Moving from room to room, McGee’s story begins to successively unfold. Sharing the main gallery with the boil installation hung McGee’s trademark large multi-panel geometric abstractions and sculptures that are akin to Brancusi’s The Endless Column, every piece polished and reflecting a confident artist who has put in the hours to mature his practice. In one glance, the tone of the exhibition is notable through the artist’s signature antiquated serif type font—an influence from his graffiti years and time working in a letterpress shop—and his adaptation of superflat geometric patterns using starkly contrasting colours.

 

View of Barry McGee’s solo exhibition “The Other Side” at Perrotin Hong Kong, 2019 Photo: Ringo Cheung
© Barry McGee; Courtesy of the artist, Perrotin, and Ratio 3, San Francisco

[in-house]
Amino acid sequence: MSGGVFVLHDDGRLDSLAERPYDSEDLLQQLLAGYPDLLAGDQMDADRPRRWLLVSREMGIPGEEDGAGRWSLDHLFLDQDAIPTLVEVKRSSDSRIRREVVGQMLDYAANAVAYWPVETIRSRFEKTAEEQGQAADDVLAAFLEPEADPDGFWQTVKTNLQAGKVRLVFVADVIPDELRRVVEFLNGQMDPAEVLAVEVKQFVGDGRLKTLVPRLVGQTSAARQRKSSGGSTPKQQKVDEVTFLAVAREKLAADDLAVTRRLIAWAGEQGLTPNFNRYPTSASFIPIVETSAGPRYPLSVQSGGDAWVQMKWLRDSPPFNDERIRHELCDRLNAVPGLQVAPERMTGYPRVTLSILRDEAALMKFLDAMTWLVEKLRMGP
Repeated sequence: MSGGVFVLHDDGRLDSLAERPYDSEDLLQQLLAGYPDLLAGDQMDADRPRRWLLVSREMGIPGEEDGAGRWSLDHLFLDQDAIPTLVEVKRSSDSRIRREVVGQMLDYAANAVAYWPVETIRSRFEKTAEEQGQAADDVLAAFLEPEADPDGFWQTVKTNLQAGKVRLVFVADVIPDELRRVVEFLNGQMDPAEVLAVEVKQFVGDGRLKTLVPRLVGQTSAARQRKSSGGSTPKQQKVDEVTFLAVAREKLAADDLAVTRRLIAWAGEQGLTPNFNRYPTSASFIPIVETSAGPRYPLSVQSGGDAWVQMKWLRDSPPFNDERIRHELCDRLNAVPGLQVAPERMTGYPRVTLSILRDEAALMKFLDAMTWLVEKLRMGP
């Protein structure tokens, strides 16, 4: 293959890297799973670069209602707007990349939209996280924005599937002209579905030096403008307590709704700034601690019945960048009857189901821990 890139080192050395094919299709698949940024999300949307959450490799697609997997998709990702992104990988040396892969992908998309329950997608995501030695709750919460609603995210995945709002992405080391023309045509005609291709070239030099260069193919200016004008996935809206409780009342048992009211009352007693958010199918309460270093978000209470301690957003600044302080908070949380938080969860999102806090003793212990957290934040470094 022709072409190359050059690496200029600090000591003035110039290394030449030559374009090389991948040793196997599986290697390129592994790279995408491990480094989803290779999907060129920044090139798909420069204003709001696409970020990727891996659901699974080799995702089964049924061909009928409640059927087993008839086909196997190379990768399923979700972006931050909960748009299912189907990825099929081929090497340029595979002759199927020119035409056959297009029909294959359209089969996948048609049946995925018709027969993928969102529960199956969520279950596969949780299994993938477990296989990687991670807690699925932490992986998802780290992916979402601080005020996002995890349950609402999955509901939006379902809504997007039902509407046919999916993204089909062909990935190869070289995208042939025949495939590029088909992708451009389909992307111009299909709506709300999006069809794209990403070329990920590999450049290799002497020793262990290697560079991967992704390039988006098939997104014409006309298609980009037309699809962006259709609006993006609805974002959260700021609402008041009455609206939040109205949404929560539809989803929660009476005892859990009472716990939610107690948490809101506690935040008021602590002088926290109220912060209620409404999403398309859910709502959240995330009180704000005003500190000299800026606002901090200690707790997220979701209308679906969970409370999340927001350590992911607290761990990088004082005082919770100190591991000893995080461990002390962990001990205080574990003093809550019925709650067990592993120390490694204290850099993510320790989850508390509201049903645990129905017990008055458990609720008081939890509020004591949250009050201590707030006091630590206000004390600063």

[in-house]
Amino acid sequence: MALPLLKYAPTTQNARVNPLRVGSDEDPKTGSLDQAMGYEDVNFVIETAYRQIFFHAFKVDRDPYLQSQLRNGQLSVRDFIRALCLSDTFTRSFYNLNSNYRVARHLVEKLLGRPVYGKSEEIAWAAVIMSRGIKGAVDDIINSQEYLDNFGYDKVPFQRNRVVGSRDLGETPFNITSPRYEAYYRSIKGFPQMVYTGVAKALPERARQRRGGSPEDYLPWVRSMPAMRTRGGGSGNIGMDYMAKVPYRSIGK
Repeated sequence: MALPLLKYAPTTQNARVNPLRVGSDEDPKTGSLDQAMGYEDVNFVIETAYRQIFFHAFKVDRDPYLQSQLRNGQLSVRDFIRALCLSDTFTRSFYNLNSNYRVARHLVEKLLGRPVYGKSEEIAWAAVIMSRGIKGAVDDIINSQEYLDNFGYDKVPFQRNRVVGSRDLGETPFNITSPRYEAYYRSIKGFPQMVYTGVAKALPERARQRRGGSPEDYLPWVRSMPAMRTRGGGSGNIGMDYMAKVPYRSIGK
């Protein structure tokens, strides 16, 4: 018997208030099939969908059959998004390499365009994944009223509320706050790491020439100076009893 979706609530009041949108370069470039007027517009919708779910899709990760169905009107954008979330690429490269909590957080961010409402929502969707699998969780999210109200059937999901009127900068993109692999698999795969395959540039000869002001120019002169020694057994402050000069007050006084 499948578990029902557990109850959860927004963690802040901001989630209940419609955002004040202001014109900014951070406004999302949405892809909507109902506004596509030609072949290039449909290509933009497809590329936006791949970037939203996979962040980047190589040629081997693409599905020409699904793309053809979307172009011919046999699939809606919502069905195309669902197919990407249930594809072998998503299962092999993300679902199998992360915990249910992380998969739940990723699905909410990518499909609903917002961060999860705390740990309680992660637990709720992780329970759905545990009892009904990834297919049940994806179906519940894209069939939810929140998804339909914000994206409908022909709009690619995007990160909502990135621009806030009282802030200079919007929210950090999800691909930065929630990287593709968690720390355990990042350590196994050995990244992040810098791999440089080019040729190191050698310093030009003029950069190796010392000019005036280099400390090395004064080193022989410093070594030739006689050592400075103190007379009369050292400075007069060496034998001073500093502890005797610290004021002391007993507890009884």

In the smaller galleries to each side, the Barry McGee who surfs almost everyday, who collects discarded objects from the streets, and who first became an artist through unsanctioned street graffiti, shines through. An installation of canvas depicting various acronyms and McGee’s artistic pseudonyms—including Lydia Fong and Ray Fong, among others—are painted in his characteristic type font. Surfboards adorned with his geometric patterns sit on shelves, while analog televisions showing various tags interspersed with the same geometric patterns brings nostalgia of another time. Ceramic plates painted by the artist hang on one wall while collected half-pint liquor bottles bearing McGee’s signature painted faces are mounted on another wall. These faces reference the many homeless people living in the Bay Area. A little animatronic spotted secretly painting the gallery wall silver—a reoccurring gesture in many of McGee’s shows—acts like a mild protest action from the high-end polish of the main gallery works.